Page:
China has launched its second space station in a sign of the growing sophistication of its military-backed program that intends to send a mission to Mars in the coming years.
The Tiangong 2 was carried into space tonight atop a Long March 7 rocket from the Jiuquan Satellite Launch Center on the edge of the Gobi Desert.
Plans call for the launch next month of the Shenzhou 11 spaceship with two astronauts to dock with the station and remain on board for a month. The station, whose name means “Heavenly Palace,” is considered a stepping stone to a mission to Mars by the end of the decade.
The Tiangong 2 module will be used for “testing systems and processes for mid-term space stays and refueling,” and will house experiments in medicine and various space-related technologies.
China’s first space station, Tiangong 1, was launched in September 2011 and officially went out of service earlier this year after having docked with three visiting spacecraft.
Tiangong-2 (Chinese: 天宫二号; pinyin: Tiāngōng èrhào; literally: “Heavenly Palace 2”) is a Chinese space laboratory and part of the Project 921-2 space station program. Tiangong-2 was originally expected to be launched by the China National Space Agency by 2015
The new station is equipped with a new robotic arm and will be accompanied by the small Banxing-2 satellite for technology demonstrations. It will also capture images of the new station in orbit.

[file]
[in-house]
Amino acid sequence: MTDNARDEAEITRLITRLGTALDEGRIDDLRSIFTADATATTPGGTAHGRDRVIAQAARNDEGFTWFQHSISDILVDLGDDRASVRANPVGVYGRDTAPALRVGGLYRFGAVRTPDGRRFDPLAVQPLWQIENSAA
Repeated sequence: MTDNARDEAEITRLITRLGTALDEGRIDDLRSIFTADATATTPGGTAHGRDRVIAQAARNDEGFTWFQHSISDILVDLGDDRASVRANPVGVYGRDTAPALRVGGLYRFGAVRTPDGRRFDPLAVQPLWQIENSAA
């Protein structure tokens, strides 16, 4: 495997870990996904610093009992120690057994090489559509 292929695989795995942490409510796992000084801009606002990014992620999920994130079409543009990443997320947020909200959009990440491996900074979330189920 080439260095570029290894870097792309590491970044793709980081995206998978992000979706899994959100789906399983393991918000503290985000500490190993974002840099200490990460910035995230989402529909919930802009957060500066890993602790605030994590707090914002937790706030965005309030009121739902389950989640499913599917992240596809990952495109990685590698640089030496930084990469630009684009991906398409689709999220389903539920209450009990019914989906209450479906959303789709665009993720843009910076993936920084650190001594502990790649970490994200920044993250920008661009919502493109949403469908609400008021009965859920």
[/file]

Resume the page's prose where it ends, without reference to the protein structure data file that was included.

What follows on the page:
Tiangong-2 will be launched with 14 types of experiments that will focus on cutting-edge technologies such as space materials science and space life science.
The station is equipped with a gamma-ray detector (POLAR), a space-Earth quantum key distribution and laser communications experiment to be used in conjunction with the Mozi ‘Quantum Science Satellite’ and a liquid bridge thermocapillary convection experiment and a space material experiment.
Also included is a stereoscopic microwave altimeter, a space plant growth experiment, and a multi-angle wide-spectral imager and multi-spectral limb imaging spectrometer. Onboard TG-2 there will also be the world’s first-ever in-space cold atomic fountain clock.
2016-09-14-230848Also onboard are a range of payloads developed by the National Space Science Centre (NSSC) under the Chinese Academy of Sciences (CAS) with collaboration from the University of Geneva in Switzerland. This is the POLAR project, a Gamma-ray burst (GRB) detector.
POLAR will use the Compton Scattering Effect to measure the polarization of incoming photons. POLAR makes no attempt to do a precise localization of the GRB in the sky. This greatly simplifies the design of the detector. Currently, special purpose satellites like SWIFT can provide this information immediately.